Paula Deen’s Caramel Cake
For the Cake
1 cup (thats the first two sticks) butter, at room temperature
2. cups sugar
3 cups flour
4 1/2 tsp baking powder
1 cup milk
1tsp vanilla extract
For the filling
1 cup (another two sticks) of butter
2 cups packed light brown sugar
1/4 cup milk
1 teaspoon vanilla
For the frosting
1/2 cup (the final stick) butter
1 cup packed Dark brown sugar
1/3 cup heavy cream (more if needed)
16 oz (1 box) of confectioners’ sugar
1 tsp vanilla
optional chopped nuts
Preheat the over to 350 degrees F and grease 3 (we only did two and had a lot of batter/ filling left over) 9” cake pans.
Using an electric mixers cream butter and then add in the sugar. Beat for 6 - 8 minutes (till you think your hand is gonna fall off and you and having longing thoughts for the Kitchen Aid sitting unused and lonely in New Orleans). Add eggs beating well after each. Alternate in the flour and baking powder with the milk beginning and ending with flour. Add vanilla and beat until just mixed. Pour batter into pans and bake for 25 minutes or until golden brown.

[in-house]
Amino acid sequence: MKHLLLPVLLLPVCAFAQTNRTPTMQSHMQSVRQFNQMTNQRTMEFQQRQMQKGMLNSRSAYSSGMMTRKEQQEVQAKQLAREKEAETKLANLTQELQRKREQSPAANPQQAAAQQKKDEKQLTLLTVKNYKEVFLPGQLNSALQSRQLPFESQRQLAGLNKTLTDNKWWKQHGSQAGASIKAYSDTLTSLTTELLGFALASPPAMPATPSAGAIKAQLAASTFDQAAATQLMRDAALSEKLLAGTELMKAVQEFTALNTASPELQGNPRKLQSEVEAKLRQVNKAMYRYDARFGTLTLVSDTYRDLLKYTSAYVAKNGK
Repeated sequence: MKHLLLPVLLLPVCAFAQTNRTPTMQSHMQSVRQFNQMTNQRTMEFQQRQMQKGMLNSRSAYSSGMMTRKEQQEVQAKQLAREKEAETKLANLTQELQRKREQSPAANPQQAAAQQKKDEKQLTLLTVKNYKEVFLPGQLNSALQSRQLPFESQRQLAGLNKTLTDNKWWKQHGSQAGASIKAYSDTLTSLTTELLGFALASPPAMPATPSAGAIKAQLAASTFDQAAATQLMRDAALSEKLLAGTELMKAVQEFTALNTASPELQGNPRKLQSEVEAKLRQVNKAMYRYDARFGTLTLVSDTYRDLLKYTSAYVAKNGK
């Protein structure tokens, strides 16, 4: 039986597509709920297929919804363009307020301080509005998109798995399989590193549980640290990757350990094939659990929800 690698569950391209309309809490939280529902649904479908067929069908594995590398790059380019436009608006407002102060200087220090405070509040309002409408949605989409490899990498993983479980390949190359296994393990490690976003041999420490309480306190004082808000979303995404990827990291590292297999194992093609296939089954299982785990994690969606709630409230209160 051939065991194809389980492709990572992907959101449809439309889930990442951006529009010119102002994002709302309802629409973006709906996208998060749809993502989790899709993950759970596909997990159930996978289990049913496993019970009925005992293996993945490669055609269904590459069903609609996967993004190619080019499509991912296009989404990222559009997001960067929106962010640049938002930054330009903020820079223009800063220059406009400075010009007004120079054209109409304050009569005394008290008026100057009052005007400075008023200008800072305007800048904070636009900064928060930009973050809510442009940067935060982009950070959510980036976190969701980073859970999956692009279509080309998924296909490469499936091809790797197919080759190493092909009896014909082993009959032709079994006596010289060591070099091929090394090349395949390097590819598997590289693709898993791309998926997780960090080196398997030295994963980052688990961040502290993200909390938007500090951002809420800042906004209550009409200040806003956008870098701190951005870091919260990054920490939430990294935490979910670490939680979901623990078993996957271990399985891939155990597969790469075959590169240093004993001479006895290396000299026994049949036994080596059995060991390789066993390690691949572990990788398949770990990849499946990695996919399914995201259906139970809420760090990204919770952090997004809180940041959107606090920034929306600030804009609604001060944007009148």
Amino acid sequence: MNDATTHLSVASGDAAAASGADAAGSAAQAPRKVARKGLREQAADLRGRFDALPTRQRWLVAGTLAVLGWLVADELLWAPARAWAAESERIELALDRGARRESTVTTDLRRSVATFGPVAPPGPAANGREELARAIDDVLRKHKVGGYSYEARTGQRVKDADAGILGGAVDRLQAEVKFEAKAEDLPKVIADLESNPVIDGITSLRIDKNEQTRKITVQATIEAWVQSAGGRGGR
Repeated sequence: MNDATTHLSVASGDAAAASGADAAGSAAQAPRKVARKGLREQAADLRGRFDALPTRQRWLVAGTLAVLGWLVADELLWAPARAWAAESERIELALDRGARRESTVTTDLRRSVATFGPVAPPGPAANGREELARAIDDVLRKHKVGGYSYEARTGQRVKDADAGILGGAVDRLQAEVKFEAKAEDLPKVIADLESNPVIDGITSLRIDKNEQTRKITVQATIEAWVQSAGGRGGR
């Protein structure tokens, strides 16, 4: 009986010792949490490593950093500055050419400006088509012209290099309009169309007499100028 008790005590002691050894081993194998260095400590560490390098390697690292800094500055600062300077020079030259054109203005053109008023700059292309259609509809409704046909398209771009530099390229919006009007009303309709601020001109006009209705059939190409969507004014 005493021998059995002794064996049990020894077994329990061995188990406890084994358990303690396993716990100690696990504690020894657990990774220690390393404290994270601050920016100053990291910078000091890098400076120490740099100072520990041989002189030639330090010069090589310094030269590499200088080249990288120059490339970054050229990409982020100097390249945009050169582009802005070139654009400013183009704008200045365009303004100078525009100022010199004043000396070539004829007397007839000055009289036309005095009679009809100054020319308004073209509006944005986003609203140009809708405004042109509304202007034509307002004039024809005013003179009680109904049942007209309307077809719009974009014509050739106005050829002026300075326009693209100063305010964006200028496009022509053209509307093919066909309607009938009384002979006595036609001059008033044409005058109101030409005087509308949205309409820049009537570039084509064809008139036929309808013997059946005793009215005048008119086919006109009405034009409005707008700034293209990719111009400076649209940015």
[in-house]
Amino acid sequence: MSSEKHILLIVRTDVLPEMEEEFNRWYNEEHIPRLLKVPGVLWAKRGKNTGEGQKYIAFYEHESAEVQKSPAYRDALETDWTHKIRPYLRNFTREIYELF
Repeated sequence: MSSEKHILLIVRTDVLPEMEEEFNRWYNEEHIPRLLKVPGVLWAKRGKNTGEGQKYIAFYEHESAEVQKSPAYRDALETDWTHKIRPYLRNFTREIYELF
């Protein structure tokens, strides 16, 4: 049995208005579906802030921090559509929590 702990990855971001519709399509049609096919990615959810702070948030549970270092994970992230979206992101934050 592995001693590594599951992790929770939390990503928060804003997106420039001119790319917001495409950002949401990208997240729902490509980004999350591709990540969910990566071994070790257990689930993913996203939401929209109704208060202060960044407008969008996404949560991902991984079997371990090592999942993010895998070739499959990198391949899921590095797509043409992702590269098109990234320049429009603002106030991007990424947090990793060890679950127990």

While the cake is baking; combine butter, light brown sugar, and milk in a saucepan. Cook and stir over medium heat for 3 - 5 minutes. Remove from heat and stir in vanilla.
Remove first layer of cake and invert on to cake plate. Pierce cake layer with a toothpick over entire surface (we kinda twisted the toothpick to make a larger hole). Spread 1/3 of filling mixture on the cake. Top with second layer and repeat, then the last again repeating the entire process.
Finally, melt the last stick of butter in a saucepan over medium heat and stir in dark brown sugar and cream. Bring to a boil and transfer to a mixing bowl. Add the confectioners’ sugar and vanilla. Beat with the electric mixer unitl it reaches a spreading constancy (again thinking about the beloved kitchen aid forlorn in New Orleans).
Allow the cake to set up and enjoy. We found you had to cut very small pieces and drink a lot of milk or tea as it is a divinely rich cake.